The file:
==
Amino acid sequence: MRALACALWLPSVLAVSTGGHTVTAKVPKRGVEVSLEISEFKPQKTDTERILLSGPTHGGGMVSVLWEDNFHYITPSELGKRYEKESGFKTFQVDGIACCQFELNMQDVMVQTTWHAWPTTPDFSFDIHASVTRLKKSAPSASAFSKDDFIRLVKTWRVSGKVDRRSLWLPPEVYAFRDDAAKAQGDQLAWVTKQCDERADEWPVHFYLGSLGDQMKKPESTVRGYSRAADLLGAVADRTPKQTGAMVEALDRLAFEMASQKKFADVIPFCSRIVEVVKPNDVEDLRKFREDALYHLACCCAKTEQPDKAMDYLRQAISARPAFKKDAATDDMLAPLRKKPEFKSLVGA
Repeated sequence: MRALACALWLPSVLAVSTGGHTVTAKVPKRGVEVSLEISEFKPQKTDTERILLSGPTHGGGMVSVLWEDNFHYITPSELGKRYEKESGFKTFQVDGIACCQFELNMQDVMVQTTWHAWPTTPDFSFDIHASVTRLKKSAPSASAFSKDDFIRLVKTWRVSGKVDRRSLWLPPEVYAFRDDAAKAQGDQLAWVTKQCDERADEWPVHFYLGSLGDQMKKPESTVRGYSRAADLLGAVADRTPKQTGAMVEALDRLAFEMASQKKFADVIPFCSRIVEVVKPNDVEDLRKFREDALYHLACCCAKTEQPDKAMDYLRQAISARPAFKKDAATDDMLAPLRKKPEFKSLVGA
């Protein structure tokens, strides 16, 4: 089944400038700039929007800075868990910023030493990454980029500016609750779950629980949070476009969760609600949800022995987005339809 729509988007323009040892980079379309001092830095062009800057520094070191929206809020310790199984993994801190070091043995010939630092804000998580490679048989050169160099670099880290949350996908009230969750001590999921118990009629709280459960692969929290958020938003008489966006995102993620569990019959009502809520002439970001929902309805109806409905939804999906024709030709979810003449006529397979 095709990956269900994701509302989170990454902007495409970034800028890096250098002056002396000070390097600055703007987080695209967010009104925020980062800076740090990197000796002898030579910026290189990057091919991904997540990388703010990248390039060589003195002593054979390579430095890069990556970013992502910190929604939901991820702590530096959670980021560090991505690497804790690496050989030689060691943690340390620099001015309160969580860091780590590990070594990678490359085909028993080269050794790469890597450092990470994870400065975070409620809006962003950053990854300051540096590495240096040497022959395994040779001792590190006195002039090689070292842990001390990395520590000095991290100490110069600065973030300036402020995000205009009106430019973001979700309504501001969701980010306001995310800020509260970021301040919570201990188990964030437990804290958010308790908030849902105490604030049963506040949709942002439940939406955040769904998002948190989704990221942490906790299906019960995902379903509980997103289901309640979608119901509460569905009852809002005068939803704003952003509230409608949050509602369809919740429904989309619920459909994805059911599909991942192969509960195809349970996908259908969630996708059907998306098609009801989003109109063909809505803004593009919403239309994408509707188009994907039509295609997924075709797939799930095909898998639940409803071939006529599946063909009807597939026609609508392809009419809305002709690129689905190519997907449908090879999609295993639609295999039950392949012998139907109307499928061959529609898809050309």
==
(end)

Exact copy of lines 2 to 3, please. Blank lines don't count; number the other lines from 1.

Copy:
Repeated sequence: MRALACALWLPSVLAVSTGGHTVTAKVPKRGVEVSLEISEFKPQKTDTERILLSGPTHGGGMVSVLWEDNFHYITPSELGKRYEKESGFKTFQVDGIACCQFELNMQDVMVQTTWHAWPTTPDFSFDIHASVTRLKKSAPSASAFSKDDFIRLVKTWRVSGKVDRRSLWLPPEVYAFRDDAAKAQGDQLAWVTKQCDERADEWPVHFYLGSLGDQMKKPESTVRGYSRAADLLGAVADRTPKQTGAMVEALDRLAFEMASQKKFADVIPFCSRIVEVVKPNDVEDLRKFREDALYHLACCCAKTEQPDKAMDYLRQAISARPAFKKDAATDDMLAPLRKKPEFKSLVGA
């Protein structure tokens, strides 16, 4: 089944400038700039929007800075868990910023030493990454980029500016609750779950629980949070476009969760609600949800022995987005339809 729509988007323009040892980079379309001092830095062009800057520094070191929206809020310790199984993994801190070091043995010939630092804000998580490679048989050169160099670099880290949350996908009230969750001590999921118990009629709280459960692969929290958020938003008489966006995102993620569990019959009502809520002439970001929902309805109806409905939804999906024709030709979810003449006529397979 095709990956269900994701509302989170990454902007495409970034800028890096250098002056002396000070390097600055703007987080695209967010009104925020980062800076740090990197000796002898030579910026290189990057091919991904997540990388703010990248390039060589003195002593054979390579430095890069990556970013992502910190929604939901991820702590530096959670980021560090991505690497804790690496050989030689060691943690340390620099001015309160969580860091780590590990070594990678490359085909028993080269050794790469890597450092990470994870400065975070409620809006962003950053990854300051540096590495240096040497022959395994040779001792590190006195002039090689070292842990001390990395520590000095991290100490110069600065973030300036402020995000205009009106430019973001979700309504501001969701980010306001995310800020509260970021301040919570201990188990964030437990804290958010308790908030849902105490604030049963506040949709942002439940939406955040769904998002948190989704990221942490906790299906019960995902379903509980997103289901309640979608119901509460569905009852809002005068939803704003952003509230409608949050509602369809919740429904989309619920459909994805059911599909991942192969509960195809349970996908259908969630996708059907998306098609009801989003109109063909809505803004593009919403239309994408509707188009994907039509295609997924075709797939799930095909898998639940409803071939006529599946063909009807597939026609609508392809009419809305002709690129689905190519997907449908090879999609295993639609295999039950392949012998139907109307499928061959529609898809050309």